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7 Amateur Bench-Press Moves That Will Restrict Your Chest Growth

If really you want to gain muscle in your pecs, make sure you don't commit these rookie errors.
7 Amateur Bench-Press Moves That Will Restrict Your Chest Growth

Lots of guys know that the bench press is a great way to develop a Schwarzenegger-like chest. But what many guys don't know is that this venerable exercise isn't as simple as lying on a bench, unracking the bar, and pushing it from point A to B. If you really want to engage the muscle fibers of your pecs, you've gotta meticulously position your body, complete a full range of motion, and monitor your technique as you push that weight.

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Make sure you avoid these seven mistakes—even though guys make them all the time—and you'll be on your way to developing a bigger, more defined chest through superior strength and skill.

Too many guys are concerned with how much weight they can bench press for a single rep rather than for sets of 7-12, which is where muscle growth tends to be best stimulated. Unless you're a powerlifter, stop maxing out every time you bench. Instead, focus on exhausting the muscle.

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For whatever reason, some lifters think that putting their feet up is more effective for building the chest than placing them flat on the floor. While lifting legs does have its uses, you're better off keeping a solid base when bench-pressing because it centers most of your “neural drive” on the fibers of your pectoral muscles.

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Properly positioning your torso throughout each set—every rep, beginning to end—is one of the most important factors in developing a big chest. A sloppy torso position will shunt some of the muscle load onto other parts of your body, cheating your pecs out of some gains and potentially even setting yourself up for injury.

Keep these five tips in mind when benching:
a) Keep your ribcage up high
b) Maintain a slight arch in your lower back
c) Squeeze your scapulae together
d) Keep your shoulders shrugged down and into the bench.
e) Keep your elbows near your body, rather than flaring them outwards.

Can't seem to hold that form through the entire set? Decrease the weight until you can handle it with perfect positioning.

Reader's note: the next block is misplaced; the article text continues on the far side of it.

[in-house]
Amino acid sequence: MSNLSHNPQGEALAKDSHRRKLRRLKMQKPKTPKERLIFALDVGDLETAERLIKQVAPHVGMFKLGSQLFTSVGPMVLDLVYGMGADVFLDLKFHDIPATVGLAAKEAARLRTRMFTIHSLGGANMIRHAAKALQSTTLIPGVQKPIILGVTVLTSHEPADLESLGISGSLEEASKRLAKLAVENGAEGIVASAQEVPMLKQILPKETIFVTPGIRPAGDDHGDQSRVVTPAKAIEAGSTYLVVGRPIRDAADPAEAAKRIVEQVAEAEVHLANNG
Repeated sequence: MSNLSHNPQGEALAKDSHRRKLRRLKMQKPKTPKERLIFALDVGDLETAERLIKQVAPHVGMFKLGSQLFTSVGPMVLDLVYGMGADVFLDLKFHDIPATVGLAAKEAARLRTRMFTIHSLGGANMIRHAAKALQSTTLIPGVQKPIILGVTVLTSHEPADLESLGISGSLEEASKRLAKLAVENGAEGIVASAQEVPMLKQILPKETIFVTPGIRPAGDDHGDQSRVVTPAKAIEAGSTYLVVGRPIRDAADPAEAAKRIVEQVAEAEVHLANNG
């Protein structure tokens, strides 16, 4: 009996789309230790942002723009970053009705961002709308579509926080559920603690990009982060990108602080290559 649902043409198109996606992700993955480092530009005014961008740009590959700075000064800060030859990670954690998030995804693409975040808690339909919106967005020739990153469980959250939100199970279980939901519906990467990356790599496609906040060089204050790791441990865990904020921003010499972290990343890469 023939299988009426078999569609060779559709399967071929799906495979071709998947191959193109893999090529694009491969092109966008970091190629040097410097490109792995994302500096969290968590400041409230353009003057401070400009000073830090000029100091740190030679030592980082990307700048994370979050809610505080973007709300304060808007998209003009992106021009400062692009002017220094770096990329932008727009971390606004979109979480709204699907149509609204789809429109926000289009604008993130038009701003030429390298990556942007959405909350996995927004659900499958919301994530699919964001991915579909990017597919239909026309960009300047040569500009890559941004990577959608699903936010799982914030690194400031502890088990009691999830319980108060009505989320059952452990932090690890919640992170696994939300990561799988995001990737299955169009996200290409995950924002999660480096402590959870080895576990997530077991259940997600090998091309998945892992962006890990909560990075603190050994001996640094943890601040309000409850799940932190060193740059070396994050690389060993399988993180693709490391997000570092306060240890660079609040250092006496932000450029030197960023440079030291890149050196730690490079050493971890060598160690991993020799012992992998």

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For a standard, straightforward bench press, space your hands about shoulder-width, or just slightly wider, apart. Most barbells have knurling (the rough patches) that can help guide you as a reference point.

Some guys will perform a narrow-grip bench press, but that's a different exercise with a different form.

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It is absolutely ridiculous—as in literally deserving of ridicule—that anyone thinks it's smart to bounce a bar off their ribcage.

Even if bouncing lets you put more weight on the bar, everyone can see that it's just a way to leverage momentum—not muscle strength—to complete the lift. Bouncing the bar will only rob you of the potential benefits of the bench press while greatly increasing the chances you'll get catastrophically hurt. Your ribcage is pretty tough, but in a battle of bone against moving barbell, barbell wins.

You should be able to just touch the bar to your chest and sustain that weight there before pushing it back up. Imagine the middle of the barbell is covered wet paint. By the time you're done your set, you should only see a hint of the paint on your shirt—not a slathering.

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No, it's not salsa dancing. But if you want to get the most profound pec pump from a bench press set, you need to control the bar at all times, and over consistent durations, if you want to maximize your gains.

Try this tempo: Lower the weight over 3-4 seconds, hold the stretch position for 1 second, and then explosively press to the top. That will maximize your range of motion and ensure you develop major strength and size.

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Performing half-reps on the bench press is almost as bad as bouncing the bar off your chest. It's easy to see why guys do this: They load up all kinds of plates on the bar, barely inch it along, and then brag to the whole gym about how much they can bench. Here's the thing: No one's buying it.

Instead, work out like you mean it. To recruit every fiber in your chest, lower the bar to full stretch on each rep—for most people, that means lightly touching the bar to your the chest or to your sternum—and then press the bar straight up to lockout, while consciously squeezing the pecs into a tight contraction.

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